This year Easter was a blur. I always hope for more time to really sit and ponder; a time where the reality of Easter has a chance to stir my heart and remind me of God’s faithfulness. But, alas, life is busy and the whirlwind of this weekend is now over for another year.
I did have time to reflect during church on Sunday, where in our Easter service we heard stories of God’s powerful touch over various lives and impossible situations. The excitement and celebration were palpable as each testimony ended in applause at the words ‘because of Jesus I’m alive again!’ What a promise!
A few years ago, when I was homeschooling my kids (for a brief season, but its a long story….), we worked on a Holy Week calendar. Each day they would add a new craft element to their calendar to depict the events that took place leading up to Jesus’ death and resurrection. I truly wanted them to understand the events leading up to Christ’s death, the historical context of this event and the meaning in it for them, as individuals. They were young, yes, but I wanted to capture in their hearts the idea of Christ dying for them, their individual sin. This concept reaches into the depths of my heart now, but I’m not sure it did as a child. I hoped, and still do hope, that it will be a bit different for my kids.
As a child, I would have to say that Christmas was a favorite holiday. I enjoyed the anticipation and build-up of excitement. I enjoyed knowing there would be a tree, decorations, gifts and lots of time off school to play outside in the snow. Easter was a close second, though, with all that chocolate and a visit from the Easter bunny. As a child, I attended church every Sunday and more than knew the stories of these Christian traditions and holidays, but it wasn’t until I was an adult that I really felt the importance and poignancy in a real way.
So, what does Easter mean to me? Why is there such tremendous emphasis behind its significance in the Christian tradition? It means that I have been saved from a life of aimless, lonely wandering. It means that no matter what horrible, self serving, filthy sin I have, I am still promised a life of fellowship with God in Heaven. It means that when I die I have full assurance of a Heavenly home, that I will see my loved ones again and that I’ll find fulfillment such as I never have had here on earth. It means that God’s love is so much wider and deeper than I really even know. It means that the God of heaven and the God we see throughout scripture is a real, live God who loves us all deeply. He is a God who seeks relationship with me and wants me to continuously reveal my heart to Him.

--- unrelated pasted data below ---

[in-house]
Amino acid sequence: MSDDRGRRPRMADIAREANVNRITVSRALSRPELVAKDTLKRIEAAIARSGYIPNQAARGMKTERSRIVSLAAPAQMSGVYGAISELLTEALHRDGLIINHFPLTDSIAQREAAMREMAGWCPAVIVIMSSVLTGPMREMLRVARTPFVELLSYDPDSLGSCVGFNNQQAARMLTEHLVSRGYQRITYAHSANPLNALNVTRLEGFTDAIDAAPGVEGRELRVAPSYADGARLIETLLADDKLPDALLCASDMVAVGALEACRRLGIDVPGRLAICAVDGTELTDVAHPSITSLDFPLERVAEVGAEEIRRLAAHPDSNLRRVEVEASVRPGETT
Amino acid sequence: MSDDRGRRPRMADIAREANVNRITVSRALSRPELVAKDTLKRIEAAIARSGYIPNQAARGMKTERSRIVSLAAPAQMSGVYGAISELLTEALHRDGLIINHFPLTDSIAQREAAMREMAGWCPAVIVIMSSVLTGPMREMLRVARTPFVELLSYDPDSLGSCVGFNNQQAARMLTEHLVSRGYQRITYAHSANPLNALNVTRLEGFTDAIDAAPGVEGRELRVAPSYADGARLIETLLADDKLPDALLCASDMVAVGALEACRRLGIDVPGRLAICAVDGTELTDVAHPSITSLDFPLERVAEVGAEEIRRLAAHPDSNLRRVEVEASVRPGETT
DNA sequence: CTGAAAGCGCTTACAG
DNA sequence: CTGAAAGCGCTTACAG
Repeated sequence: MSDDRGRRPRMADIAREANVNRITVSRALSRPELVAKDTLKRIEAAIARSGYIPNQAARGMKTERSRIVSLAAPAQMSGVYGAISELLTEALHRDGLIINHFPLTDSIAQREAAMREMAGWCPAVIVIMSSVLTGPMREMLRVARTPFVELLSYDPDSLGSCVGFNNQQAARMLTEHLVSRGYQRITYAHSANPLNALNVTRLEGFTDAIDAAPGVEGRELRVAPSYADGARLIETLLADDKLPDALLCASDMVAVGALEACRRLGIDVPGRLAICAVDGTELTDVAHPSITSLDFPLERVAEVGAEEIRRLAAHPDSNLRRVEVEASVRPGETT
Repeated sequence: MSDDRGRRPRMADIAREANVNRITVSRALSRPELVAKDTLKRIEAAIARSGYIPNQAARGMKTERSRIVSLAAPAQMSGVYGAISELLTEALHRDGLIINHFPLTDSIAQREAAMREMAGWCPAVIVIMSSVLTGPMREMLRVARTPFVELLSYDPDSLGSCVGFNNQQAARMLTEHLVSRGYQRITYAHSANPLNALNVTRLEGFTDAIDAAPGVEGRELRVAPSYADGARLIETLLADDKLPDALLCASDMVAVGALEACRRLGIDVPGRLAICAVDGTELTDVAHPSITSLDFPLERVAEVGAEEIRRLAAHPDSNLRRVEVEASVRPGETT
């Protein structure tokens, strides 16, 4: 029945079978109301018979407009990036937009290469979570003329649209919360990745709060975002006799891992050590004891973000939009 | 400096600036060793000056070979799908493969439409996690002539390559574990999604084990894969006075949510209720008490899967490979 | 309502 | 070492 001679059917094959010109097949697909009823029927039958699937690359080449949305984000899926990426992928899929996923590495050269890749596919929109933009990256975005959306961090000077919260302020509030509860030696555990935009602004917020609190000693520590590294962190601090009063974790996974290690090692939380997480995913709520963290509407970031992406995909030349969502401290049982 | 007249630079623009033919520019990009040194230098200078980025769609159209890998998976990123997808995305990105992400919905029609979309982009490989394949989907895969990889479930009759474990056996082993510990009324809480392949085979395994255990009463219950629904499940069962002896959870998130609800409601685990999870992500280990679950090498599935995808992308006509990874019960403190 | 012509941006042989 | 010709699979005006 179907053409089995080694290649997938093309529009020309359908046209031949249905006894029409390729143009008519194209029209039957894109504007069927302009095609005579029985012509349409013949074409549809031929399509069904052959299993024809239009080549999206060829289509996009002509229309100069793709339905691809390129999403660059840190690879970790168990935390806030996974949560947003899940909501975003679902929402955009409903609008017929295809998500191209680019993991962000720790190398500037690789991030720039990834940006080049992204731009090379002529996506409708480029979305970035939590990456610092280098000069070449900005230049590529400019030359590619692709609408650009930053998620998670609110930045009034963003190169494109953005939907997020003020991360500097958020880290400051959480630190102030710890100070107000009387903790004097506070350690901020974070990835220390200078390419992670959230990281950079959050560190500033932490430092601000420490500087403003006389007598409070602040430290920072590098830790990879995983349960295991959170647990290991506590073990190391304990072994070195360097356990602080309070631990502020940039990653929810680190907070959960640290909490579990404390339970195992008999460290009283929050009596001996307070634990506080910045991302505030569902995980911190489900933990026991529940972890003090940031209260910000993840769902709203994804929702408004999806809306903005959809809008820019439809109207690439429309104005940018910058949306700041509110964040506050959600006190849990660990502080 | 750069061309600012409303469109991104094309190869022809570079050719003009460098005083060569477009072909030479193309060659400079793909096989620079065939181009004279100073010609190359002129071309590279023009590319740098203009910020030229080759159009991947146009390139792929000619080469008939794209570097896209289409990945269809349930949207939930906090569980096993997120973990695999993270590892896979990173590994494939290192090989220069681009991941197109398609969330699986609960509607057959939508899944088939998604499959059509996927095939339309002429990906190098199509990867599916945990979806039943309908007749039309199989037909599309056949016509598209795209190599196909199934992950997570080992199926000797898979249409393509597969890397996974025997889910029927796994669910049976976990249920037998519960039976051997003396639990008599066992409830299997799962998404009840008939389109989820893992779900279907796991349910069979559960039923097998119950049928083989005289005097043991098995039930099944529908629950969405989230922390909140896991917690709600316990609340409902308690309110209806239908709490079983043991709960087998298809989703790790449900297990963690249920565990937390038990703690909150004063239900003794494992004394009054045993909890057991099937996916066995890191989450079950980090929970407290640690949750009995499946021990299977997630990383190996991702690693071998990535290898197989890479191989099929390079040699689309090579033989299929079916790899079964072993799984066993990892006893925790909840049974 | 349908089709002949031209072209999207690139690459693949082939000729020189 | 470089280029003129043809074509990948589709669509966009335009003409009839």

And while the promise of a new savior born in a manger is a powerful reminder of God’s plan unfolding, the more treasured event, for me, is the one where His plan culminated in a brutal ending just the way He said it would. When His plan to rescue humanity came together as arguably the most significant event in human history … and all because of His immense love for each one of us. I pray that each of you reading these words will be reminded of God’s great love and sacrifice for you; this may be especially meaningful at Easter, but it is true throughout each day of the year! Because of Jesus we have life!
“According to his great mercy, he has caused us to be born again to a living hope through the resurrection of Jesus Christ from the dead.” (1 Peter 1:3)